‘The Story Collider’ at Wild Detectives shows the intersection between humanity and science

Dallas Morning News Originally Posted: Nov. 21, 2019 From a journalism teacher donating her kidney to a total stranger to a middle school teacher traveling to Africa to study human fossils, people shared their stories in front of a live audience about how science has affected their lives. The Story Collider science and storytelling event made its way to Dallas’ Wild Detectives on Nov. 6 for the second time this year. The event featured five storytellers from different backgrounds. Since launching in 2010, Story Collider events have been held around the nation and even abroad. The Dallas Morning News’ science writer, Anna Kuchment, and Dallas-based television producer Aparna Kumar were the hosts, sharing anecdotes between speakers. A wide range of speakers made the packed bar [...]

By | 2019-11-26T13:58:04-08:00 November 25th, 2019|Dedman College of Humanities and Sciences, Dedman College Research, Earth Sciences, Graduate News|Comments Off on ‘The Story Collider’ at Wild Detectives shows the intersection between humanity and science

Chasing the American Dream: Sanaa Ghanim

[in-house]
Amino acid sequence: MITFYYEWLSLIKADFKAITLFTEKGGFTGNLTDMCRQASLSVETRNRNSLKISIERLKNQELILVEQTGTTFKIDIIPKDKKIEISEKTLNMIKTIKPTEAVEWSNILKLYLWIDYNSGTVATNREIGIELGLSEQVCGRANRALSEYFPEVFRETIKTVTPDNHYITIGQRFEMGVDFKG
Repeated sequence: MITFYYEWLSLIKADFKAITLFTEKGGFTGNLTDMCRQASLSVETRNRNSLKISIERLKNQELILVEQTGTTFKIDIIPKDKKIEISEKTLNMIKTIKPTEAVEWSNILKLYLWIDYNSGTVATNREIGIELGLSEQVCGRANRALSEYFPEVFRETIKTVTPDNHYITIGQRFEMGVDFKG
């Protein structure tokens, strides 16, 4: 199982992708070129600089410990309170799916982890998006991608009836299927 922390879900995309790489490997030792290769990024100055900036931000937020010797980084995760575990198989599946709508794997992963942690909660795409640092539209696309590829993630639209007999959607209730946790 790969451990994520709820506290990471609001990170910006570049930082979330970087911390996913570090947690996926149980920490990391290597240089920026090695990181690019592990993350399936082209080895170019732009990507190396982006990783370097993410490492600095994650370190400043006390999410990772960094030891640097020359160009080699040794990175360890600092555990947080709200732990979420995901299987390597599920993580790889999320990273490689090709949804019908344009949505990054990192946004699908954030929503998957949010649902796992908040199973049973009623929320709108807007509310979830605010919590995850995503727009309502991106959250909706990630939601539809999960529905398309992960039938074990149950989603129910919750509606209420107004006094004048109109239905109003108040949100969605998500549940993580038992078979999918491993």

SMU Daily Campus Originally Posted: Nov. 7, 2019 Sanaa Ghanim arrives early in her first class of the semester. She made sure to set her alarm clock five minutes earlier than usual before going to sleep the night before. While she scans the lecture hall for an open seat, she quickly notices that the front row is mostly empty. Many students opt to sit in the back, especially during early classes like this one. But not Ghanim. She eagerly slides into the front and center seat, pulls her laptop out of her bag, and waits for the professor to start the lecture. Winning $5,000 from the Big Ideas Competition gave Ghanim the opportunity to start her nonprofit, Give a Pencil. Photo credit: Sanaa Ghanim Ghanim pushes herself [...]

By | 2019-11-20T08:51:50-08:00 November 20th, 2019|Dedman College of Humanities and Sciences, Dedman College Research, Embrey Human Rights Events, Undergraduate News|Comments Off on Chasing the American Dream: Sanaa Ghanim

Americans remain split on impeachment after public hearings begin, poll says

PBS News Originally Posted: Nov. 19, 2019 Presidential historian Jeffrey Engel was quoted in this article. Days into public impeachment hearings, nearly half of Americans want Congress to impeach President Donald Trump and remove him from office, according to a new poll from the PBS NewsHour, NPR and Marist. The latest data does not show a significant change in public attitudes since the hearings began last Wednesday. But this next round of testimony could give Democrats more chances to sway public opinion — unless Americans stick to already rigid partisan lines. Among U.S. adults, 45 percent said they support the impeachment and the ouster of Trump from office, with 82 percent of Democrats, 39 percent of politically independent voters and 7 percent of Republicans approving such [...]